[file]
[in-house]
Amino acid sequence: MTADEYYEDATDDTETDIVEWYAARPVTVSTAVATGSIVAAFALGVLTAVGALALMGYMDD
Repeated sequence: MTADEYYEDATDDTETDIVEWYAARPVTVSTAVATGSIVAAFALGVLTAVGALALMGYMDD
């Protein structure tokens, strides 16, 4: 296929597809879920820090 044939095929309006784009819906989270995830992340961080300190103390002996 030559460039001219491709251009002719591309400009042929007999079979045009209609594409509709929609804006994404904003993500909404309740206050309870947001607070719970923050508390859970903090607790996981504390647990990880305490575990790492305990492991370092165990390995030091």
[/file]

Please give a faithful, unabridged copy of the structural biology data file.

[in-house]
Amino acid sequence: MTADEYYEDATDDTETDIVEWYAARPVTVSTAVATGSIVAAFALGVLTAVGALALMGYMDD
Repeated sequence: MTADEYYEDATDDTETDIVEWYAARPVTVSTAVATGSIVAAFALGVLTAVGALALMGYMDD
């Protein structure tokens, strides 16, 4: 296929597809879920820090 044939095929309006784009819906989270995830992340961080300190103390002996 030559460039001219491709251009002719591309400009042929007999079979045009209609594409509709929609804006994404904003993500909404309740206050309870947001607070719970923050508390859970903090607790996981504390647990990880305490575990790492305990492991370092165990390995030091």